By Dave Andrusko
“The court-ordered starvation and dehydration death of Terri Schindler Schiavo marked a watershed moment in our nation. Millions of people both here and around the world became suddenly faced the reality that our society is not only willing, but seemingly eager, to treat those with disabilities as if they are expendable.
This tragic case dragged out for years and years before Terri died. As we discussed yesterday, the Terri Schiavo Life & Hope Foundation, originally established by Terri’s Family to save her, has continued on to help others, like Terri, who are facing death by starvation and dehydration. The Foundation has set aside March 31 as “Terri’s Day – An International Day of Prayer and Remembrance for Terri Schindler Schiavo and All of Our Vulnerable Brothers and Sisters.”
Countless stories were written about Terri, mostly by those unsympathetic to her family’s effort to bring her home. No account was any better than that written by pro-lifer Nat Hentoff for the “Human Life Review.” In it, Nat traced society’s progression from the so-called “right to die” to the so-called “duty to die.” All this week PLP will highlight Nat’s thorough scholarship and passionate commitment to life.
As Mrs. Tobias explains, Hentoff tells the story of Dr. Leo Alexander, an Austrian-born professor of psychiatric medicine at Tufts medical School. Dr. Alexander was an expert who served during the Nuremberg trials. After interviewing the German doctors who ran Hitler’s euthanasia program prior to the Holocaust, Dr. Alexander wrote an article that appeared in the New England Journal of Medicine in July 1949. Dr. Alexander wrote:
“Whatever proportion the [Nazi’s] crimes finally assumed, it becomes evident to all who investigated them that they had started from small beginnings. At first, there was merely a subtle shift in emphasis in the basic attitude of physicians. It started with the acceptance, basic in the euthanasia movement, that there is such a thing as life not worthy to be lived.”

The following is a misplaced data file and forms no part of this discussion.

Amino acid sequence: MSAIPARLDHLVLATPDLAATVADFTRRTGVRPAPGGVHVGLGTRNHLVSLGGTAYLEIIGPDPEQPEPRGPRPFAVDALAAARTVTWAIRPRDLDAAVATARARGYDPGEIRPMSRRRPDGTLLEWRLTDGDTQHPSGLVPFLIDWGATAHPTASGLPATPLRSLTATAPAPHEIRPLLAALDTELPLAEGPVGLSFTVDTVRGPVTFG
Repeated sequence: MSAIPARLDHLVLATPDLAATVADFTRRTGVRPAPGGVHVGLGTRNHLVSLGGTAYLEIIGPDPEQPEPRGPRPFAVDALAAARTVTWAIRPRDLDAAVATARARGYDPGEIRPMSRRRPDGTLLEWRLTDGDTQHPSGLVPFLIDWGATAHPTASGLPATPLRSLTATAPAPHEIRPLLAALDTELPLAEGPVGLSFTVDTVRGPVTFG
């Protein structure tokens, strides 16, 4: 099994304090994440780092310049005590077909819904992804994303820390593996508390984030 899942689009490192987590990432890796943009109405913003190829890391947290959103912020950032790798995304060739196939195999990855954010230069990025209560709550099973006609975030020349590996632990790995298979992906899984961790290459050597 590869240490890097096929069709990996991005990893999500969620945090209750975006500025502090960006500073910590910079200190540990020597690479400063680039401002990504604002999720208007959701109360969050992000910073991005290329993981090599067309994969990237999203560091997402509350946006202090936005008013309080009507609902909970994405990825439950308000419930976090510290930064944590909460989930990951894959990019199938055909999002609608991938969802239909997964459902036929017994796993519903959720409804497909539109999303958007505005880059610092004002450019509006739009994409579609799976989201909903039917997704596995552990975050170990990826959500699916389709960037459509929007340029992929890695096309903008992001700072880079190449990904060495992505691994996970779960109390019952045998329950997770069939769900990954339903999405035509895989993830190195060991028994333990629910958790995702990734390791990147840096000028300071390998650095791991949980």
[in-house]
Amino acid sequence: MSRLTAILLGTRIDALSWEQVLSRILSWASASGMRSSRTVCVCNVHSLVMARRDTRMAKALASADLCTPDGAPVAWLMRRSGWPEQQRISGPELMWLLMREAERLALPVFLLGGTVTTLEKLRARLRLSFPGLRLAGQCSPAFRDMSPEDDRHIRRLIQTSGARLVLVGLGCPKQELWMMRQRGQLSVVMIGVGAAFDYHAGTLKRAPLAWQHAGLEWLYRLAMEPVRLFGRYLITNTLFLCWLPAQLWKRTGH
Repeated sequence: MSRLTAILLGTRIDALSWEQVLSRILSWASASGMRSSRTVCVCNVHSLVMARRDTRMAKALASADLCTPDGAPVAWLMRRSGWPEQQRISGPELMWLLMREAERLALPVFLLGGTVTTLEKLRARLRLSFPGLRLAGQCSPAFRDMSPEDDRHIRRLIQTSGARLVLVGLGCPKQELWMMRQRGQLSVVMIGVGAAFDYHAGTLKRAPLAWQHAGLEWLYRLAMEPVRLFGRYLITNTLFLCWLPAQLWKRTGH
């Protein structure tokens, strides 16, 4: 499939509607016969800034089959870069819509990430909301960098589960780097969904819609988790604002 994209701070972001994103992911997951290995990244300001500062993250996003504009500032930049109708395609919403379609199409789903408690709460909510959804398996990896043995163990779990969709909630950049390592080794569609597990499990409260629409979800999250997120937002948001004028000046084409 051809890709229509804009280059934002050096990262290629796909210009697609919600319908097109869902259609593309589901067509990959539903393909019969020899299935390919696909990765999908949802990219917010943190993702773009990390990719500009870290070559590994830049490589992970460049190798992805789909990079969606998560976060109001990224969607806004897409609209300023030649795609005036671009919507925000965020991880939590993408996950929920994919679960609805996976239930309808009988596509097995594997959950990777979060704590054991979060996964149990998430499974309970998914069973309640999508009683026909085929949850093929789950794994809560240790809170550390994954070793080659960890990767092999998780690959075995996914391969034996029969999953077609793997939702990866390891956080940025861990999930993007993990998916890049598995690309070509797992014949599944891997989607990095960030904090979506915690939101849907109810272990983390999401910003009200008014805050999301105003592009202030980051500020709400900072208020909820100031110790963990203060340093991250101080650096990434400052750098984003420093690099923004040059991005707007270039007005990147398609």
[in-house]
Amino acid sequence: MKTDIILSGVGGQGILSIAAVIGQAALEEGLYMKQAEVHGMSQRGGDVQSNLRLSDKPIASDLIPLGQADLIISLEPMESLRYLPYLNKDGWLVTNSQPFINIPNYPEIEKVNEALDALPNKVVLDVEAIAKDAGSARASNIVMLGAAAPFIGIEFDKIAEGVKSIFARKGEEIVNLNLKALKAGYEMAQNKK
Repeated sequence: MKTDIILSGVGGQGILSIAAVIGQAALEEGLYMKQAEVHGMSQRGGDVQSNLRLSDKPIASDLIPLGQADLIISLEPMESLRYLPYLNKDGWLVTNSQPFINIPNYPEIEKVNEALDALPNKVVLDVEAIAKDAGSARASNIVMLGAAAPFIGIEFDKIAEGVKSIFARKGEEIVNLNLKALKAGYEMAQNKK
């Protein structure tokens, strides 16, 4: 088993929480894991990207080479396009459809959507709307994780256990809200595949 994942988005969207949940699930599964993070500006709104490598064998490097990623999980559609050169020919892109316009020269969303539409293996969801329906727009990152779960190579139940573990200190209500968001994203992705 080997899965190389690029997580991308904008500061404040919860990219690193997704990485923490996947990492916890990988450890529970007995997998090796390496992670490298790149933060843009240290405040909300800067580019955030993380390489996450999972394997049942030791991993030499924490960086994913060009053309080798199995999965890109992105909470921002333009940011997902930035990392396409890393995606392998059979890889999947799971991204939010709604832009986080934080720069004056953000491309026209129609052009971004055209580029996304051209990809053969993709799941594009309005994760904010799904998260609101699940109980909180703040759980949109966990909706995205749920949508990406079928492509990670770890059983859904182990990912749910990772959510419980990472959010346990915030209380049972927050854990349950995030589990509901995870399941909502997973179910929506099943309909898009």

The resistance of the medical community had been softened by a hugely influential book, “The Permission to Destroy Life Unworthy of Life.” As Richard Evans, author of “The Coming of the Third Reich ” wrote, the authors of this small book “emphasized that the incurable ill and the mentally retarded were costing millions of marks and taking up thousands of much-needed hospital beds. So doctors should be allowed to put them to death.” All this preceded Hitler’s ascension to power.
Quoting from 2003 AP story, Mrs. Tobias tells her readers the magnitude of this initial campaign against the vulnerable:
“A new study reveals Nazi Germany killed at least two hundred thousands people because of their disabilities – people deemed physically inferior…Researchers found evidence that doctors and hospital staff used gas, drugs, and starvation to kill disabled men and women and children at medical facilities in Germany, Austria, Poland and the Czech Republic.”
Not long before he died, Dr. Alexander read an article that was signed by ten physicians from distinguished medical schools and institutions. The article appeared in the New England Journal of Medicine and argued that it was quote “morally justifiable” to withdraw nutrition supplements and fluids from various patients, including those deemed to be in a “persistent vegetative state.” These doctors argued that it was perfectly acceptable to withhold these life-sustaining treatments and quote “[allow] the patient to die.”
Dr. Alexander commented to a friend, “It is much like Germany in the 20s and 30s. The barriers against killing are coming down.”
More tomorrow—more about how we are seeing a testing of the waters with arguments regarding a patients so-called “quality of life” and “futile care theory.” Please be sure to listen to PLP at www.prolifeperspective.com and to share that link through your social networks.
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